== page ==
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Surging debt interest forces Sunak to borrow £14bn as inflation crisis bites

Britain borrowed £14bn in May-and spent £7.6bn on interest payments.

Article originally published by The Telegraph. Hargreaves Lansdown is not responsible for its content or accuracy and may not share the author's views. News and research are not personal recommendations to deal. All investments can fall in value so you could get back less than you invest.

Britain borrowed £14bn in May-and spent £7.6bn on interest payments.

Rishi Sunak borrowed another £14bn last month as debt interest payments hit £7.6bn, the highest for any May on record.

The debt servicing cost is 50pc more than the £5.1bn forecast by the Office for Budget Responsibility (OBR), as runaway inflation drives up the cost of servicing the national debt. Around one-quarter of the nation’s £2 trillion debt is linked to the retail price index measure of inflation, which surged to 11.7pc last month, Office for National Statistics (ONS) figures revealed.

Debt interest had already been forecast to cost a record £83bn this financial year, so the sharp rise will raise fears this could be an underestimate.

So far the Government has borrowed £35.9bn over April and May, which is above the £29.5bn deficit the OBR expected for the opening months of the financial year.

However, monthly borrowing is still down on May 2021’s £18bn, as tax receipts increased by more than £3bn as the economy recovered, and spending on subsidies dropped by £4.9bn with the end of furlough and its equivalent support for the self-employed.

VAT raked in £14.2bn in the month, a jump of more than 10pc on the year. Stamp duty brought in £1.3bn for the exchequer, up almost 80pc compared with May 2021 when the tax holiday was still in place.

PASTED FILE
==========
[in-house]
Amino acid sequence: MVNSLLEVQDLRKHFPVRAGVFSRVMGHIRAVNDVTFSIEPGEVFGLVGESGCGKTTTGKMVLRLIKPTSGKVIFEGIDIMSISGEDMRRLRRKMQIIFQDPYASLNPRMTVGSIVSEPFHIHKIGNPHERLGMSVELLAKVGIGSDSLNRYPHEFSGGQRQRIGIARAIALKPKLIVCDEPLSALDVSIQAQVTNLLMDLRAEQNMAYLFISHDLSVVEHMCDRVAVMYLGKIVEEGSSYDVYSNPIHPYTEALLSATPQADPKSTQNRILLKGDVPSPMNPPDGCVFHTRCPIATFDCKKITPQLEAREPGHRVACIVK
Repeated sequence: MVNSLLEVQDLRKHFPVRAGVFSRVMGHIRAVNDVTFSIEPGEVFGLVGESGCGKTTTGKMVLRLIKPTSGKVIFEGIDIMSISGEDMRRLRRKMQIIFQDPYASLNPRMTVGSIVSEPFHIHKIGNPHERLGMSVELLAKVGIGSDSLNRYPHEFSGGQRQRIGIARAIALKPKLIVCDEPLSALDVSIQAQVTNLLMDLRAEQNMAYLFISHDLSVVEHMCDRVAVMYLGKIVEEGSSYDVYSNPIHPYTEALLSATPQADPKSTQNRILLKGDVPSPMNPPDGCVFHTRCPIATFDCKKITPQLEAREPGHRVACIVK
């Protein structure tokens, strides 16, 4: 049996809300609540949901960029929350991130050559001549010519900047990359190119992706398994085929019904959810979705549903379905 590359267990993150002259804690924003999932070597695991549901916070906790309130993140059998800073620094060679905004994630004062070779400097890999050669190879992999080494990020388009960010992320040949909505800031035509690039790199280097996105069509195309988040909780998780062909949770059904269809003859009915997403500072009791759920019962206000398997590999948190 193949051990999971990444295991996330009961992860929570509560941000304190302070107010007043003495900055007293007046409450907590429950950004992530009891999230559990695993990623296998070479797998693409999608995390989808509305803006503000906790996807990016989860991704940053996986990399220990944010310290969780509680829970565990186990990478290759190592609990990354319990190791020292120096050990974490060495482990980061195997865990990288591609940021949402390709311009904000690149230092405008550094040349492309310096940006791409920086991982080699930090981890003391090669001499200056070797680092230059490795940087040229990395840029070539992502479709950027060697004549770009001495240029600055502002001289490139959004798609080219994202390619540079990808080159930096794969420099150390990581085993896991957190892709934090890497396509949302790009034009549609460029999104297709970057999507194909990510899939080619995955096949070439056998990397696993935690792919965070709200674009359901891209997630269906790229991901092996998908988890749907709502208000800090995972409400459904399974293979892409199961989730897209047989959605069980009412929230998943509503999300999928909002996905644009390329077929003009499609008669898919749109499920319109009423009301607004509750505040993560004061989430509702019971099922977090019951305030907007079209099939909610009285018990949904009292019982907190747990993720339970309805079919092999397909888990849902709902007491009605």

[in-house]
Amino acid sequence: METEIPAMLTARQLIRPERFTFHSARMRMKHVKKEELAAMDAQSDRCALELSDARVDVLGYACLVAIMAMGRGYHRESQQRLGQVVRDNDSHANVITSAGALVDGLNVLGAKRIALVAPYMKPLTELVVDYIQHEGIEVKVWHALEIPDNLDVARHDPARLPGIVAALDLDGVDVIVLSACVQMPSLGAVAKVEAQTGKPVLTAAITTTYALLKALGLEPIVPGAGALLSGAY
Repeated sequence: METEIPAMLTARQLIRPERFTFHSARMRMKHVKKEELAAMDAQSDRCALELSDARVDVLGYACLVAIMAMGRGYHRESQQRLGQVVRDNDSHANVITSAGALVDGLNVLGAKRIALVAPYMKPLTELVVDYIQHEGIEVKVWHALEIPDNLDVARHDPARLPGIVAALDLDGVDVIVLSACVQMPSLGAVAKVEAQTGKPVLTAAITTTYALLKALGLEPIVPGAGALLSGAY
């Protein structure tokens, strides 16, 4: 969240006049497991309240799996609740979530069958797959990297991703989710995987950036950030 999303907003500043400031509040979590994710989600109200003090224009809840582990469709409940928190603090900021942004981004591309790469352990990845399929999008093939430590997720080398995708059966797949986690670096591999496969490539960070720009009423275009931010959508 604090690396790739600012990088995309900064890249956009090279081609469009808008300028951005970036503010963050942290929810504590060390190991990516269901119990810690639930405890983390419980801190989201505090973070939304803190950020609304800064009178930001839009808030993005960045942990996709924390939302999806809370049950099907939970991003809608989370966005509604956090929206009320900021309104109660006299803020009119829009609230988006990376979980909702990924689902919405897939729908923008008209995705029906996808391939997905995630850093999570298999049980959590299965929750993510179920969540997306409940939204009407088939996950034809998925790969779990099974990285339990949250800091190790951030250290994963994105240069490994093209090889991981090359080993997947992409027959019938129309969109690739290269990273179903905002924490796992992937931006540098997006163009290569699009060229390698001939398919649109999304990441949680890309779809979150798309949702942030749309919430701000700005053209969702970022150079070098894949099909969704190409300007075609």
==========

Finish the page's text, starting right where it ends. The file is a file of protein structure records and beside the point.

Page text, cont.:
Pay as you earn income tax receipts rose £1.4bn to £16.3bn on the strong jobs market. Compulsory social contributions jumped by more than 15pc to £14.4bn, as the Chancellor increased the rate of national insurance charged to workers and their employers.

Mr Sunak said he is “being responsible with the public finances”.

He said: “Rising inflation and increasing debt interest costs pose a challenge for the public finances, as they do for family budgets.

“That is why we are taking a balanced approach-using our fiscal firepower to provide targeted help with the cost of living, while remaining on track to get debt down.”

Michal Stelmach, an economist at KPMG, warned that the Chancellor's ability to reduce government debt this year remained "a long shot”.

He said: “The pace of deficit reduction is set to slow over the coming months, with the Government’s latest package of cost-of-living measures providing a net fiscal loosening worth 0.4pc of GDP in 2022-23.

“We expect borrowing to overshoot the OBR’s March forecast by around £20bn this year, largely on account of higher spending and weaker economic growth.”

This article was written by Tim Wallace from The Telegraph and was legally licensed through the Industry Dive Content Marketplace. Please direct all licensing questions to legal@industrydive.com.

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    Article originally published by The Telegraph. Hargreaves Lansdown is not responsible for its content or accuracy and may not share the author's views. News and research are not personal recommendations to deal. All investments can fall in value so you could get back less than you invest.

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